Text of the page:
East lancs CCG logo

| | |  


Region’s top health experts gather to address local healthcare needs

East Lancashire Commissioning Group joins forces with UCLan Medical School

Health professionals and researchers from across the region have come together to outline the challenges of meeting the population’s healthcare needs and potential ways to meet them.

Clinicians and commissioners from East Lancashire Commissioning Group joined The University of Central Lancashire’s (UCLan) School of Medicine for the Emerging New Care Models Workshop. They looked at how GP surgeries can be modernised to better fit patients’ needs, how technology can be used more effectively, especially in rural communities and for people who are house bound, and how people can work more collaboratively across primary care.

Ideas included bringing 3D printers into some GP practices, combining dentistry into primary care developments and ensuring the workforce is fit for purpose with more flexible courses and closer collaboration with academia.

Professor Umesh Chauhan, Pendle GP and Professor in Primary Care at UCLan’s Medical School Mackenzie Institute of Clinical Research in Burnley, said: “General Practice is the cornerstone of the NHS. About 90% of contact people have with the NHS is through their GP practice. Demand for GP services has never been higher and the challenges facing the NHS have never been greater.

“Not only do we have an ageing population, but many people have complex health needs and health inequity related to social circumstances. We are seeing increases in chronic disease such as diabetes, heart disease, dementia and mental illness, and asthma.  

“It was therefore, very exciting to see local GPs, hospital doctors, dentists, public health experts and researchers giving up their time to get together to really consider what we can do to tackle the challenges we face and improve the health and wellbeing of people in East Lancashire.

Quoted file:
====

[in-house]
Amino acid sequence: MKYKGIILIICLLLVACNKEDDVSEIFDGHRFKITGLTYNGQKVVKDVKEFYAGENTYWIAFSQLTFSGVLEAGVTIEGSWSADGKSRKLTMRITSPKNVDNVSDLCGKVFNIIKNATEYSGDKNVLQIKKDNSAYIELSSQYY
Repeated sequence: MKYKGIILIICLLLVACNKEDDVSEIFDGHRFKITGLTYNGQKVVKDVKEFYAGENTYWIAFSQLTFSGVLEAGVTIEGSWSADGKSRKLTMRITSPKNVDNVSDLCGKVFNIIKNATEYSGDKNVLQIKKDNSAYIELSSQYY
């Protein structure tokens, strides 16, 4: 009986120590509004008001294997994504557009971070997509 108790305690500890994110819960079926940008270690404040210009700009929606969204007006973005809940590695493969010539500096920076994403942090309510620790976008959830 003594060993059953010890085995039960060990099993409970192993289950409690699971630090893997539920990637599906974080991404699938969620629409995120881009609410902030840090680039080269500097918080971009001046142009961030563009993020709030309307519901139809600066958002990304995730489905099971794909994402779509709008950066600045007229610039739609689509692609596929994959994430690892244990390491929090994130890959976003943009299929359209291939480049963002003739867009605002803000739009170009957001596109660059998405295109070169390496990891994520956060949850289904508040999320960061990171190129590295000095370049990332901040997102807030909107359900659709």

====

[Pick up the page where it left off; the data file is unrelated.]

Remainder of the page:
“There were some great ideas shared ranging from making better use of technology and science including the use of digital cameras, and gadgets to record people’s health, to considering how we can modernise GP practices to keep up with the pace of change. It was clear that there is no shortage of ideas and a real passion for research and innovation. We now need to harness that to help everyone benefit from it.”

Liz Mear, Chief Executive of the Innovation Agency, gave examples of innovations being spread across the North West. This includes atrial fibrillation detection in GP surgeries using portable devices to detect irregular heart rhythm, which can indicate the risk of dementia, diabetes, heart disease or stroke. This is being rolled out across the region through the Innovation Agency; the Academic Health Science Network for the North West Coast.

Dr Arvind Madan, NHS England’s Director of Primary Care and Deputy Medical Director, was the event’s keynote speaker and provided an update an on the progress being made in implementing the General Practice Forward View.

The event, at Stanley House in Mellor, provided a great opportunity for networking and future collaborative working. UCLan Pro Vice-Chancellor Professor StJohn Crean outlined the University’s collective expertise and networks to improve the health and wellbeing of people and communities. The Professor of Stroke Care at the University, Dame Caroline Watkins, launched funding opportunities for groups to work together on future research ideas.